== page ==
Art and Knowing · Trust Issues · Uncategorized

Improvising On Three Strings

The story that Itzhak Perlman played a concert on a violin with only three strings  appeared years ago. A string snapped and he finished the piece, “modulating and recomposing” in his head.  Afterwards, Perlman was said to have offered this insight: “It’s the artist’s task to see what music you can still make with what you have left.”*    violin

I think we find ourselves at times improvising with “what we have left.” We may have based a task or goal on certain emotional, mental or spiritual habits. They change. We find ourselves with only “three strings.” So how do we improvise with “what we have left” to stay focused on our goals?

I’m finding out. I have to admit a lot of bravado in my approach to water sports.  I would boast to friends that if I ever capsized sailing, I would eventually drift to shore and get poison ivy. Kayaking? Who capsizes doing that?

Once I launched my sailboat when the wind was too strong, convinced I could handle it. The feeling of being on the edge of capsizing was terrifying. I made it, but that feeling hasn’t left me. Then I capsized my kayak, twice in deep water. Both times I scrambled to safety, but I remember panic as I fell into the river.

Kayaks at Riverside Park, Greenville, PA.
Kayaks at Riverside Park, Greenville, PA.

I’ve overcome those feelings to kayak regularly, but getting out my sailboat has been harder. I can’t blame the lousy weather totally…I have to admit my bravado is gone. Other life events have increased my feelings of vulnerability.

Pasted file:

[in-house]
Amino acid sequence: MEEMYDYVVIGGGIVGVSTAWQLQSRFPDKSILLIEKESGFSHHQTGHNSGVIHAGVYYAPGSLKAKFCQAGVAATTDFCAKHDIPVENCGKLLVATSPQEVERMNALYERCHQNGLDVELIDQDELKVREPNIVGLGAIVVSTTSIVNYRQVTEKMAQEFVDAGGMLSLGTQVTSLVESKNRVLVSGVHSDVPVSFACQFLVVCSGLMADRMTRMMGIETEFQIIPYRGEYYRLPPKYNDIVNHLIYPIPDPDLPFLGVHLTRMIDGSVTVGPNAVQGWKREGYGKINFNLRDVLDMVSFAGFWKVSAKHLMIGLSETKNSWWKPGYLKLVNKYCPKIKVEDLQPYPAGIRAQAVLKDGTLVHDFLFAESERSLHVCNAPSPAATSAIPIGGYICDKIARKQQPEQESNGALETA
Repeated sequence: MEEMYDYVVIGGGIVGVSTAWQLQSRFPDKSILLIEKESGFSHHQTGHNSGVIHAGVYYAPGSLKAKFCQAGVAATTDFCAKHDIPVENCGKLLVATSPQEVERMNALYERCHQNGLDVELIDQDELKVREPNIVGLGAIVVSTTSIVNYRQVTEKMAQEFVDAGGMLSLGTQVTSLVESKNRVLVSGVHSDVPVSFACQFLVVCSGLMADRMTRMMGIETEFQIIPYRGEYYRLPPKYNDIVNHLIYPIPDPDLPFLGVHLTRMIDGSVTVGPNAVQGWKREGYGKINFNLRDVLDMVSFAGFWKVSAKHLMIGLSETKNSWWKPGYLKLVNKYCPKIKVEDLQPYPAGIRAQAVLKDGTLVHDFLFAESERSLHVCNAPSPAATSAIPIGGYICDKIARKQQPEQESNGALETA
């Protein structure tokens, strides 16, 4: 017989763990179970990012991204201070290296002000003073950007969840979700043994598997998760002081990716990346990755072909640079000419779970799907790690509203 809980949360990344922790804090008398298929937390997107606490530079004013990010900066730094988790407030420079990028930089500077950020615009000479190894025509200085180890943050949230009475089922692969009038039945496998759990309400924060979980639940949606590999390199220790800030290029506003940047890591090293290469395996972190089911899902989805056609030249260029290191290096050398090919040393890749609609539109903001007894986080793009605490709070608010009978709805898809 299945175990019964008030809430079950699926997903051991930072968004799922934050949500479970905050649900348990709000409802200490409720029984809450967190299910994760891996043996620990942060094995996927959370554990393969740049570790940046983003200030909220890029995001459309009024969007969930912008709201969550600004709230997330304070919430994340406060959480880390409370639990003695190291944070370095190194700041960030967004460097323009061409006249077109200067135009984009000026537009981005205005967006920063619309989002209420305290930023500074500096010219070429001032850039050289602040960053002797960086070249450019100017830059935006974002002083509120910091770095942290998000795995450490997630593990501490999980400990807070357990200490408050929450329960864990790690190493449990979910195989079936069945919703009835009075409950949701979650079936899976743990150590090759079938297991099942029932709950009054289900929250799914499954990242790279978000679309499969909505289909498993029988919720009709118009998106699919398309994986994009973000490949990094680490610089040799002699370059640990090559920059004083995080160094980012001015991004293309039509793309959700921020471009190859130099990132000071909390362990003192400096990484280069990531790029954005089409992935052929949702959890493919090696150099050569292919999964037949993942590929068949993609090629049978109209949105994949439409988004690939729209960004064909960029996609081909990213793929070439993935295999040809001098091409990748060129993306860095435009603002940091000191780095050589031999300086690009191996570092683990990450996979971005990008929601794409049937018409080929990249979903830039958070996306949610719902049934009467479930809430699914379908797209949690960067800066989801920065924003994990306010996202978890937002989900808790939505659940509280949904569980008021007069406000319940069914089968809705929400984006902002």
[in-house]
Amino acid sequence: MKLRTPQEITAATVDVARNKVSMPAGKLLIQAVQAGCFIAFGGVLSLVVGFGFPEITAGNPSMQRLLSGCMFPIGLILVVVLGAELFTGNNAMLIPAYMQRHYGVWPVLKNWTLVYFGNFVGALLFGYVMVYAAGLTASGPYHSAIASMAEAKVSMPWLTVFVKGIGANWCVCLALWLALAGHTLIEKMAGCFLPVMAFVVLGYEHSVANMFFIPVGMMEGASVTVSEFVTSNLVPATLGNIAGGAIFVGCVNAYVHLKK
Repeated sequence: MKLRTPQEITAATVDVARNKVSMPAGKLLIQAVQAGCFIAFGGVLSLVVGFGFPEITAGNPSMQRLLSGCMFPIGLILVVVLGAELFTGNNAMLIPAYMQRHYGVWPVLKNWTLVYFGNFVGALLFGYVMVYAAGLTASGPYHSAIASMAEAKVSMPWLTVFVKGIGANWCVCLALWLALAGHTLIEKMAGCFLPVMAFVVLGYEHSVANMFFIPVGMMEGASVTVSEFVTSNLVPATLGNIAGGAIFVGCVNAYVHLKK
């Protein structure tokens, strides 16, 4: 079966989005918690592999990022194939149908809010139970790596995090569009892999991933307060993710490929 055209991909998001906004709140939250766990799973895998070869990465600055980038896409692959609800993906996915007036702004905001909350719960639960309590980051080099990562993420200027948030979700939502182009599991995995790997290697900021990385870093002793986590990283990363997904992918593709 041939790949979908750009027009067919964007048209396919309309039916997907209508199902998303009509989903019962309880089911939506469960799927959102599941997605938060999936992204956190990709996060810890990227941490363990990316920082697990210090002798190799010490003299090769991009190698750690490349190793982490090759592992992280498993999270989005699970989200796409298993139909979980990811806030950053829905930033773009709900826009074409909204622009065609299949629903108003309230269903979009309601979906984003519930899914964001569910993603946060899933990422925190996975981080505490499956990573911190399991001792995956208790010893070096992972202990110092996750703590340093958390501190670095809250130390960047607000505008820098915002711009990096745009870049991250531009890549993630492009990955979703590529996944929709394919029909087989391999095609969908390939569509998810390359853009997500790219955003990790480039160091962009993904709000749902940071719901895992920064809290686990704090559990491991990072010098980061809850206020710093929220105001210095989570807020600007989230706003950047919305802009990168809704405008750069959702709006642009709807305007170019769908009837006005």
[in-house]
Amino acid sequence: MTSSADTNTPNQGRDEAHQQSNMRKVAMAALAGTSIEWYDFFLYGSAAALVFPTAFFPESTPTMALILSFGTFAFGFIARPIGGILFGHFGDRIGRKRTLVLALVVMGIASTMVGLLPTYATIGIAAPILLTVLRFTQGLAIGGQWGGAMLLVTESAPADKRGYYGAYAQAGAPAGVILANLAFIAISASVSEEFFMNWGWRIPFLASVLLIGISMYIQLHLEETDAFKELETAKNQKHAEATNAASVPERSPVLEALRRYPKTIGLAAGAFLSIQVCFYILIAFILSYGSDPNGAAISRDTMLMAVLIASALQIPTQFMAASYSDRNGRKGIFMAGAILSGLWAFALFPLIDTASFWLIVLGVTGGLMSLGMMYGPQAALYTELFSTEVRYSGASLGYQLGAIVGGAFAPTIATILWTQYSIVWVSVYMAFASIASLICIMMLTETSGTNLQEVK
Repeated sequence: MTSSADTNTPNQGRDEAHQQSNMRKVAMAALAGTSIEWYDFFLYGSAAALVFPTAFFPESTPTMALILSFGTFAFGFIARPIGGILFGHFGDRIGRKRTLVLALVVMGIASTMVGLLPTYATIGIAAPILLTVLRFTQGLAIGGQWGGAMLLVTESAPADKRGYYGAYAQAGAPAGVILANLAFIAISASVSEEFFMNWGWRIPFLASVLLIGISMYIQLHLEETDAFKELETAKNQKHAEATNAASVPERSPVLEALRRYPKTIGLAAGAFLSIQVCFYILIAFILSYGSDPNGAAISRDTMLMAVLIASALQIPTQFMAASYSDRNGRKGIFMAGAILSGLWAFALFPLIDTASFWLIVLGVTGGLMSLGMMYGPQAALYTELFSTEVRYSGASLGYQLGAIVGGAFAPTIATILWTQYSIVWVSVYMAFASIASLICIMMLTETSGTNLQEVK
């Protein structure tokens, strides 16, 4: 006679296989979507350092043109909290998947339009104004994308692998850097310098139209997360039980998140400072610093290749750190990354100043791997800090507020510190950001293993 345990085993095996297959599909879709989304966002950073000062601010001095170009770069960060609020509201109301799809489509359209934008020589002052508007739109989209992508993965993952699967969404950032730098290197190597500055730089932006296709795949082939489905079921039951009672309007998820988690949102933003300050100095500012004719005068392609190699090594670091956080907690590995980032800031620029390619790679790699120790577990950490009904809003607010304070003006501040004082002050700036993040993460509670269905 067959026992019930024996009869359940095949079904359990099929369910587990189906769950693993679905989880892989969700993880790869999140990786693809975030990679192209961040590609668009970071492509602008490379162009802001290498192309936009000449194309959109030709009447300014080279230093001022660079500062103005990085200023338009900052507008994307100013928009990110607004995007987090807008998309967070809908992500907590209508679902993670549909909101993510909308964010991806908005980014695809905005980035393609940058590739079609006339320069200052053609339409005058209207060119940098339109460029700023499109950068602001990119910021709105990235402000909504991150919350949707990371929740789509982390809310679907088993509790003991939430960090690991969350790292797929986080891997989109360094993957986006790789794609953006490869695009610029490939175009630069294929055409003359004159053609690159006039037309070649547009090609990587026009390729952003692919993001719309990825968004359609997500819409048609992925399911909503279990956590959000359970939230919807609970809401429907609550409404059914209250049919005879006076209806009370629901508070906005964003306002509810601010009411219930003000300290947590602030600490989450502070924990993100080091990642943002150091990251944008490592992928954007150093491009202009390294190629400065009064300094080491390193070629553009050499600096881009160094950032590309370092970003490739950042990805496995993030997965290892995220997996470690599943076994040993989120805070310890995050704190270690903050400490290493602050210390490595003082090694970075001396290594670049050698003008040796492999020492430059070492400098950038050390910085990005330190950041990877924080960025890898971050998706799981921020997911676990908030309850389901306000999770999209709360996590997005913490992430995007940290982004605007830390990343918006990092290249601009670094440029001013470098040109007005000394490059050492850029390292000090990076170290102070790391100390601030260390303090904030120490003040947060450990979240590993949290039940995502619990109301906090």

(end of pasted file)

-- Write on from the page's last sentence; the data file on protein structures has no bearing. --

I’ll sail again, but I’ll have to improvise on three strings.

So, Lora, what ‘cha got left?




* There may be issues with this story. See for their research.

3 thoughts on “Improvising On Three Strings

  1. Hi Lora, I enjoyed Luci Shaw’s new memoir, Adventure of Ascent, Field Notes from a Lifelong Journey (2014, IVP Books). I often feel more vulnerable too. Have let some dreams go and poems in the new spaces. Blessings, Ellen

  2. What a meaningful story! I’ve never sailed or kayaked, but there are other things that I have loved doing that now cause more ills than they cure. I like to think that what I must let go of frees me to concentrate on other things. It’s amazing how many activities must be eliminated when only one knee goes bad. Considering we have two knees, you’d think it wouldn’t be such a problem. Maybe working with what’s left is like boiling sugar water–eventually it may produce caramel. But if we don’t know when to quit boiling what remains, it may stick and ruin it all. I guess we have to keep our eyes on the pot and keep on stirring.

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